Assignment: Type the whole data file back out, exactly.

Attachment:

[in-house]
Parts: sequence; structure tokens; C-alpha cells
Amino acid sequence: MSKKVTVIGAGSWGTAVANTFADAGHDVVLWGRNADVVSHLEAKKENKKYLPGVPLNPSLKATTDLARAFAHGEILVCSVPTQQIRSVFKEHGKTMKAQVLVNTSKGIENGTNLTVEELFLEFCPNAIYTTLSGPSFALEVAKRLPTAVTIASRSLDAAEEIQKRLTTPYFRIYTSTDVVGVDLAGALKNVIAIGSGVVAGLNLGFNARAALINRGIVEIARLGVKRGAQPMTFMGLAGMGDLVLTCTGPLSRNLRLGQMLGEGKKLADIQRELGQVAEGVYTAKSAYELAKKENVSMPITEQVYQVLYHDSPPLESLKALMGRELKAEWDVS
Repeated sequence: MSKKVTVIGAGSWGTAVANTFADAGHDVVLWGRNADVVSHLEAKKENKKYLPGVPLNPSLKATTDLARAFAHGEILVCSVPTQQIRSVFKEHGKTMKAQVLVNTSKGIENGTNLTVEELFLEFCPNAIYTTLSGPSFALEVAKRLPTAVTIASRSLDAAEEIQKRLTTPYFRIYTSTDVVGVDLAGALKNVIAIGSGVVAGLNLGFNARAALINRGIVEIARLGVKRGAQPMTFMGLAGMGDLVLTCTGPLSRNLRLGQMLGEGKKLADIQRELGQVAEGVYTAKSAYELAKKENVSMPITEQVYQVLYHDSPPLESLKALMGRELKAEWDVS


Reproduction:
[in-house]
Parts: sequence; structure tokens; C-alpha cells
Amino acid sequence: MSKKVTVIGAGSWGTAVANTFADAGHDVVLWGRNADVVSHLEAKKENKKYLPGVPLNPSLKATTDLARAFAHGEILVCSVPTQQIRSVFKEHGKTMKAQVLVNTSKGIENGTNLTVEELFLEFCPNAIYTTLSGPSFALEVAKRLPTAVTIASRSLDAAEEIQKRLTTPYFRIYTSTDVVGVDLAGALKNVIAIGSGVVAGLNLGFNARAALINRGIVEIARLGVKRGAQPMTFMGLAGMGDLVLTCTGPLSRNLRLGQMLGEGKKLADIQRELGQVAEGVYTAKSAYELAKKENVSMPITEQVYQVLYHDSPPLESLKALMGRELKAEWDVS
Repeated sequence: MSKKVTVIGAGSWGTAVANTFADAGHDVVLWGRNADVVSHLEAKKENKKYLPGVPLNPSLKATTDLARAFAHGEILVCSVPTQQIRSVFKEHGKTMKAQVLVNTSKGIENGTNLTVEELFLEFCPNAIYTTLSGPSFALEVAKRLPTAVTIASRSLDAAEEIQKRLTTPYFRIYTSTDVVGVDLAGALKNVIAIGSGVVAGLNLGFNARAALINRGIVEIARLGVKRGAQPMTFMGLAGMGDLVLTCTGPLSRNLRLGQMLGEGKKLADIQRELGQVAEGVYTAKSAYELAKKENVSMPITEQVYQVLYHDSPPLESLKALMGRELKAEWDVS